If you're up for a bit of art, but want some entertainment with it, would you go to a gallery — or would you be better off at a fair? These days, contemporary art fairs are coining it over their more sober rivals in the art world. And it's not just pickled sharks and unmade beds: antique fairs are also booming, as are Old Master expositions.
More than 50 per cent of the world's art trade now takes place at fairs. In London, the temporary awnings now represent serious competition to the entire cloistered business of the capital's 800 art galleries. London art dealer Matthew Flowers, who runs the Flowers galleries in London (Cork Street and Hoxton, natch) and New York admits that 60 to 70 per cent of his business now takes place at fairs. Perhaps one of the reasons is that, as their name implies, they signal democratic fun as well as serious business, spawning not just ever more fairs, but a new kind of tourism.
Lacking the perception that you need to be well-informed, as well as well-heeled, art fairs are arenas where people can chatter and mingle amid über-modish cultural offerings, namely visual art. You don't need to buy a painting; you don't even need to know about paintings. And no one will look down at you if all you want to do is wander around without looking at anything much in particular, sipping a smoothie. Or a glass of bubbly.
Fairs are open and eager to show you their wares. At the grandmaster of them all, The European Fine Art Fair (aka TEFAF) in Maastricht, you can wander through halls decorated with 74,000 tulips checking out everything from snuffboxes and Byzantine icons, to Charles II perfume burners and French 18th-century furniture. Think of the V&A, but with red dots by the exhibits. When I went one year, there was a Rembrandt for sale. Just sitting there. In a rather lovely frame. I think the asking price began with a 20.
Seeing what the private market has to offer at the Aladdin's cave that is Maastricht is an extraordinary opportunity, and a bit of a privilege, even if more than 80,000 people flock there each year. (Not everyone arrives by private jet, though a fair few do.) The art on show produces a frisson that nationally owned art within the public arena just does not share. One expects to see a Becket chasse (a small jewelled medieval box that once contained the relics of the English martyr Thomas à Becket) at the British Museum. But seeing it in a glass case at Maastricht — where, incidentally the world's great museums go to buy, as well as its wealthiest collectors — with a £12 million price tag swinging from its enamelled lid, is a fundamentally different experience. This is not a piece of national iconography, it is a private indulgence. Not to mention something you'll probably never set eyes on again, because next week it will be in some unnamed private collector's home — or perhaps vault.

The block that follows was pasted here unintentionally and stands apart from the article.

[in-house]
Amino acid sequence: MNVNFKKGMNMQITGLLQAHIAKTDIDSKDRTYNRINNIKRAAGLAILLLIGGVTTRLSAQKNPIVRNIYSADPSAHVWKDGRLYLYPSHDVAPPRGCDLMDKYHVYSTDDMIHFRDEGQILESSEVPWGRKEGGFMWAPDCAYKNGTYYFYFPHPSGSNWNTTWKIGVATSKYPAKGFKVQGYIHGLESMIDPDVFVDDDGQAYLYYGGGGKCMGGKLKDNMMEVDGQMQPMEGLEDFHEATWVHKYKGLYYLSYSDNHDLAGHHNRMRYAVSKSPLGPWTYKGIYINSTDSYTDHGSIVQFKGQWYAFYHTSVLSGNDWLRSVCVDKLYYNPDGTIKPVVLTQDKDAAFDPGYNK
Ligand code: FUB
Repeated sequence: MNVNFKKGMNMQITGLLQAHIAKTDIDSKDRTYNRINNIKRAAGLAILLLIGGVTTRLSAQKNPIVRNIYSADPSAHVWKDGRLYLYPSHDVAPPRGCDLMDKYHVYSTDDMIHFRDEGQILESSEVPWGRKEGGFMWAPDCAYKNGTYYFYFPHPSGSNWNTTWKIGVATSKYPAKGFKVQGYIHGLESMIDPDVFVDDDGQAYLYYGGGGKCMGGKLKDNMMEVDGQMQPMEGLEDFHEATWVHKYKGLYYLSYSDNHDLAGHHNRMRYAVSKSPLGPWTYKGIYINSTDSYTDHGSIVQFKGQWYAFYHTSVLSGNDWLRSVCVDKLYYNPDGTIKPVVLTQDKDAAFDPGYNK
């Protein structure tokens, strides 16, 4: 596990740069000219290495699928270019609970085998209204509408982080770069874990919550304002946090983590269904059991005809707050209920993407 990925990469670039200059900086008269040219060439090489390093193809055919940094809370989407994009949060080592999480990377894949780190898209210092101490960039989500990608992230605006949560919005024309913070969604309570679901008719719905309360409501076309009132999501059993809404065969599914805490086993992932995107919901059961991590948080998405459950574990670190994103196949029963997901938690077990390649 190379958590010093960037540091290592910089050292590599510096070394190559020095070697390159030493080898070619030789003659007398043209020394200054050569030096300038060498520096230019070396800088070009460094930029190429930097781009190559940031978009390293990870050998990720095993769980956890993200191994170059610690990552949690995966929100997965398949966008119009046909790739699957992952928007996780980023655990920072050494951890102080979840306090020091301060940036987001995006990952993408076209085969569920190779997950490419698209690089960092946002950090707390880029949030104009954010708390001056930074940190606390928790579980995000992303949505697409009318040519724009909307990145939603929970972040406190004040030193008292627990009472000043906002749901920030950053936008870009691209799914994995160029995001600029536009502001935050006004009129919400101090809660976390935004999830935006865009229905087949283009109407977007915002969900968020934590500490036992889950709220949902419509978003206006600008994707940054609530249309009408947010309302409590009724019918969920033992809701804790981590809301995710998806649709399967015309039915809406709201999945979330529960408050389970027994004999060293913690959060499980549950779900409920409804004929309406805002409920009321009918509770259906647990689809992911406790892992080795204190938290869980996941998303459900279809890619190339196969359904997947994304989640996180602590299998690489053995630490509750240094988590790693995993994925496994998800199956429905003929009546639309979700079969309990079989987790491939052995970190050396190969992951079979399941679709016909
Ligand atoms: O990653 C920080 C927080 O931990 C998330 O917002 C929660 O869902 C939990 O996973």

Of course, one of the definitions of art is that it is a private luxury. Its recent incarnation as a nationally subsidised 'treat' for publicly funded galleries is at most 200 years old. By contrast, since the time of the Greeks and the Egyptians, art has been a thing to be bought, sold, collected and treasured by the rich and powerful. The modern art fair has very ancient antecedents indeed.
However, now that tourism is such a prevailing global business, cities are under a uniquely modern pressure to either acquire an art fair, or if they already have one, make sure it does a bit better than anyone else's. Successful art fairs attract the shopping gold standard, by which I mean thousands of reasonably well-off people in their downtime. They represent rich pickings for a whole range of secondary enterprises (hotels, restaurants, taxis, theatres), and their recent success has unsurprisingly led to locations all over the world fighting to become the most voguish site in the art-fair calendar.